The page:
North Korea says it has deployed a new nuclear submarine to counter US naval power

SEOUL, South Korea (AP) — North Korea said Friday it has named a supposed nuclear attack submarine it has been developing for years. Kim Jong Un described this submarine as crucial to his efforts to build a nuclear-armed navy to counter the forces of the United States and its Asian allies.

Korea’s official Central News Agency said the ship, named Hero Kim Kun Ok, was designed to launch tactical nuclear weapons from the water, but did not provide details on the number of missiles it could carry and fire.

In speeches at the ship’s launching ceremony on Wednesday and an inspection aboard a military shipyard on Thursday, Kim expressed satisfaction that the country had acquired its own nuclear submarine to counter the US’s advanced naval assets, KCNA said. In July, the United States docked a nuclear-capable ballistic missile submarine in South Korea for the first time since the 1980s.

Kim said the country is also pursuing a nuclear-powered submarine and plans to convert its existing submarines and surface ships to handle nuclear weapons, calling building a nuclear-capable army an “urgent task.”

Based on Kim’s comments and photos from North Korean state media, it is likely that the new submarine is the same one that Kim inspected during construction in 2019, which experts then described as an attempt to convert an existing Romeo submarine. class rated. The submarine appears to have at least ten launch tubes – four of which are larger than the other six – which may be designed for missile launches.

The South Korean military downplayed the significance of the new submarine and insisted that North Korea was exaggerating its capabilities. The South’s Joint Chiefs of Staff said the North needed to enlarge the bridge and other parts of the original ship to accommodate missile launch systems, but the appearance of the new submarine suggested it “could not be operated normally.”

“There are signs of deception or exaggeration,” the Joint Chiefs of Staff said in a statement, without elaborating.

North Korea had previously tested various missiles designed to launch submarines to carry out nuclear attacks underwater, which in theory would strengthen its deterrence by ensuring a survivable ability to retaliate after repelling a nuclear attack on land .

Ballistic missile submarines would also pose a maritime threat to the North’s growing collection of solid-fuel weapons fired from land vehicles and designed to overwhelm missile defenses in South Korea and Japan.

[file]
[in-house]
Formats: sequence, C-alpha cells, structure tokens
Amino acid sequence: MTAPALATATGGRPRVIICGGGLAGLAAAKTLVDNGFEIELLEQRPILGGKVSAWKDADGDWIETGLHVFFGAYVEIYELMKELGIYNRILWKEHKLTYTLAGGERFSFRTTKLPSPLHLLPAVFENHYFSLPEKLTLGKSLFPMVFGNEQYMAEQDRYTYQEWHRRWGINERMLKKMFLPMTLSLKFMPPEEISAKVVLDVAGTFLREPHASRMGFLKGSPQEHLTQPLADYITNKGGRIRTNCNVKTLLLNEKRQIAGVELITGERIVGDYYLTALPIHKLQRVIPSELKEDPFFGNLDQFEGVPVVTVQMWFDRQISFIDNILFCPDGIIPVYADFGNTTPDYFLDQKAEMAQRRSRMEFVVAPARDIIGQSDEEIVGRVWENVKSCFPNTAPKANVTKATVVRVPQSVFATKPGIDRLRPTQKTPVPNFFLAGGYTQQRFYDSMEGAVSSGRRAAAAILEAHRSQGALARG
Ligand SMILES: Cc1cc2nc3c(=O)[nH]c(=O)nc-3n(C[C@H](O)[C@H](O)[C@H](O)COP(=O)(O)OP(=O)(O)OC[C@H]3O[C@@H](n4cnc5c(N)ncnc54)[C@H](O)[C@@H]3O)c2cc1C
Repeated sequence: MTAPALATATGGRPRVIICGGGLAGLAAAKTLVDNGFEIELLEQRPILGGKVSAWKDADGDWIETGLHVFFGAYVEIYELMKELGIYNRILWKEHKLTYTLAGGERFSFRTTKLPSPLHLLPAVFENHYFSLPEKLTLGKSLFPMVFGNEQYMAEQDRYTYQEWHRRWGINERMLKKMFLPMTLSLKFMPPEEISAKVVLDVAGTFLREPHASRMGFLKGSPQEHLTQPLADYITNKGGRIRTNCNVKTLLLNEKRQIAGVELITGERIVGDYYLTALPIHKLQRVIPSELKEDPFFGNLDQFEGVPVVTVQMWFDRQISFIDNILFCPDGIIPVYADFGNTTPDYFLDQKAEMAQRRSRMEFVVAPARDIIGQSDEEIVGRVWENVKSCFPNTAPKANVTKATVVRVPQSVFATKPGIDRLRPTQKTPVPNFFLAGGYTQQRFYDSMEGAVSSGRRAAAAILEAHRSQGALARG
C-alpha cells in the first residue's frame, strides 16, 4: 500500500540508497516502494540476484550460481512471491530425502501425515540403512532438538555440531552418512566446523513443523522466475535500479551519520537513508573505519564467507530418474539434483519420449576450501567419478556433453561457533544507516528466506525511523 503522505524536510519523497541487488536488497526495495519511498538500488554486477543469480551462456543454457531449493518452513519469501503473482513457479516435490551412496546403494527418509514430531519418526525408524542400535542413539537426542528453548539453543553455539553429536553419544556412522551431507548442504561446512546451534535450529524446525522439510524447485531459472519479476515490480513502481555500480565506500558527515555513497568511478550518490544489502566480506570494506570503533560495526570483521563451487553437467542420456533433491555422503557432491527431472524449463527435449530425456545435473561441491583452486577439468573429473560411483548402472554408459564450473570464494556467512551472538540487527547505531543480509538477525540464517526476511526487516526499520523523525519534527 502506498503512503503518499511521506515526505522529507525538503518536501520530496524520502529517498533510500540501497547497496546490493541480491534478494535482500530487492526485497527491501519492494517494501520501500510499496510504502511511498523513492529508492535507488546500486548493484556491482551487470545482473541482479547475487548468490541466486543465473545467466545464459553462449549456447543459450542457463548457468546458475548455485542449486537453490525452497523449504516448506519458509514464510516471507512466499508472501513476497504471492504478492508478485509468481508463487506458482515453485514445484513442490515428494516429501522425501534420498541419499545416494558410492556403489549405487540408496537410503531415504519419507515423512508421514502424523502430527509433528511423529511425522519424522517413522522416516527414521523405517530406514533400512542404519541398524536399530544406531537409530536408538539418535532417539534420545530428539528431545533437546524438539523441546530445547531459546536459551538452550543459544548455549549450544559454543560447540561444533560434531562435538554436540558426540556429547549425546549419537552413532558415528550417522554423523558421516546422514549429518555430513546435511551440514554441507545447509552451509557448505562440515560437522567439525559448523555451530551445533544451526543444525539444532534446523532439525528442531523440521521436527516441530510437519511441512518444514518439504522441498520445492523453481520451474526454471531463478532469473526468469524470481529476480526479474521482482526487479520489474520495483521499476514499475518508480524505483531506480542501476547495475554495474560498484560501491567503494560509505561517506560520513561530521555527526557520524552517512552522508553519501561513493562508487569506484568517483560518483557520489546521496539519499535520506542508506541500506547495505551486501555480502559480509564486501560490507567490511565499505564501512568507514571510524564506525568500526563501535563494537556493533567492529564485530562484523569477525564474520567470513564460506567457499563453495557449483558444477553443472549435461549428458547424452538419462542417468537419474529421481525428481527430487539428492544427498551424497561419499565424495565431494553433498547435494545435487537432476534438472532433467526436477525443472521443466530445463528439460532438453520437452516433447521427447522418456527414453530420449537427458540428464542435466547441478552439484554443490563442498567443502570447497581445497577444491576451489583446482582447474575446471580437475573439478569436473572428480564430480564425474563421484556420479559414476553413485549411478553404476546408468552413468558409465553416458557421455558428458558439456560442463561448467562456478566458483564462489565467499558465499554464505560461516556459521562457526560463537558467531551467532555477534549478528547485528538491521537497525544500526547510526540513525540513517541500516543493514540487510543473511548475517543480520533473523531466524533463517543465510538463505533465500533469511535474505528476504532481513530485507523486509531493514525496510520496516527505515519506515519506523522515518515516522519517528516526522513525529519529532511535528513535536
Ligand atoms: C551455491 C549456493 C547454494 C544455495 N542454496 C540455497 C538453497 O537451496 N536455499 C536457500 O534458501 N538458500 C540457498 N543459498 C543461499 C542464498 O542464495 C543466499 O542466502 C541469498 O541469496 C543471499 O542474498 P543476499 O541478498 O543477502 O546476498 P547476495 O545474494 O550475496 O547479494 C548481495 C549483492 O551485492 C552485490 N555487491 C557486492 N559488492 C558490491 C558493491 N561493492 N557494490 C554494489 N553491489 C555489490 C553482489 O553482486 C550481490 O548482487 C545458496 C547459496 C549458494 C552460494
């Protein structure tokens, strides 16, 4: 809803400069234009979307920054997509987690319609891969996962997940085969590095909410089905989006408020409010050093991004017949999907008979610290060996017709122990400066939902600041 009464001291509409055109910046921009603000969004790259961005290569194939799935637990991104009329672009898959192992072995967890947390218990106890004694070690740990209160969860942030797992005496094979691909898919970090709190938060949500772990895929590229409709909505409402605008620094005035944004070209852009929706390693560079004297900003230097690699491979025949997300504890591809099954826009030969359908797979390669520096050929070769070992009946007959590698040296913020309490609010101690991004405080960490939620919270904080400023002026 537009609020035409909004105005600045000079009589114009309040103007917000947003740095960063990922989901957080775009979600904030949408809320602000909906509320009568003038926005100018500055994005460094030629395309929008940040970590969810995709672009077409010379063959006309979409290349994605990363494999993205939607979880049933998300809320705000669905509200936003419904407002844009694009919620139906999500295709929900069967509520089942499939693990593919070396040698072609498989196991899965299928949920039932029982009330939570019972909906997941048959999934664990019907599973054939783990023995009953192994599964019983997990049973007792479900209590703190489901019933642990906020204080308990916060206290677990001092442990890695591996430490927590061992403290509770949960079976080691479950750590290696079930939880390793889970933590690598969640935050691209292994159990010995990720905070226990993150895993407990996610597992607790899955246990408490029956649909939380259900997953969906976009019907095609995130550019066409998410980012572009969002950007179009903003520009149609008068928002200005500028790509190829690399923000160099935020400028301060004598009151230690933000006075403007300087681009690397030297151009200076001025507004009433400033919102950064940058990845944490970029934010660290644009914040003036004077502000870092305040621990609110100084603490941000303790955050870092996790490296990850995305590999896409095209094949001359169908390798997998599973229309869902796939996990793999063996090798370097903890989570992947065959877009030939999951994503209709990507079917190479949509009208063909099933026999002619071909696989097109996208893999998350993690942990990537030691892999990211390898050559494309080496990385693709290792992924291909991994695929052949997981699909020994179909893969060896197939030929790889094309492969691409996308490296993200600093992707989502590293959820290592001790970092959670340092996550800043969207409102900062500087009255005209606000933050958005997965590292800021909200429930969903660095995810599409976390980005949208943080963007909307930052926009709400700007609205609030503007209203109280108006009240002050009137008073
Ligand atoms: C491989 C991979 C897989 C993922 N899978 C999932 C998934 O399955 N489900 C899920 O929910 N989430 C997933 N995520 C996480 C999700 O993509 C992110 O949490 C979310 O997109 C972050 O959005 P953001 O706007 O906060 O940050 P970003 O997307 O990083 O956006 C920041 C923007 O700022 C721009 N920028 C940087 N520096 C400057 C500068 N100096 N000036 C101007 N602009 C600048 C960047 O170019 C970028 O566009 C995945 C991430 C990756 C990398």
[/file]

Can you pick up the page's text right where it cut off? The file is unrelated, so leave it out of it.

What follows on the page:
Analysts say it would take a lot of time, resources and technological improvements for the heavily sanctioned country to build a fleet of at least several submarines that could travel quietly and carry out attacks reliably.

“This submarine, although heavily modified, is based on technology of Soviet origin from the 1950s and will have inherent limitations. Still, the submarine will serve North Korea’s goals by further complicating the targeting challenges facing the U.S. and its allies, said Ankit Panda, an expert at the Carnegie Endowment for International Peace.

Kim has stressed in recent weeks the need to strengthen the country’s navy, a focus that some analysts say may be based on a desire to expand military cooperation with Russia, which has suggested the possibility of joint military exercises between the countries.

There is also speculation that Kim is preparing to visit Russia soon for a meeting with President Vladimir Putin to discuss North Korean arms sales to replenish Russian reserves depleted by the war against Ukraine.

In return for supplying Russia with artillery shells and other munitions, North Korea could receive much-needed economic aid and also advanced weapons technologies, including those related to submarine-launched ballistic missile systems, intercontinental ballistic missiles and military spy satellites, analysts say.

But it is unclear whether Russia, which has always closely guarded its key weapons technologies, even from key allies like China, would be willing to provide large technology transfers to North Korea in exchange for likely limited war supplies.

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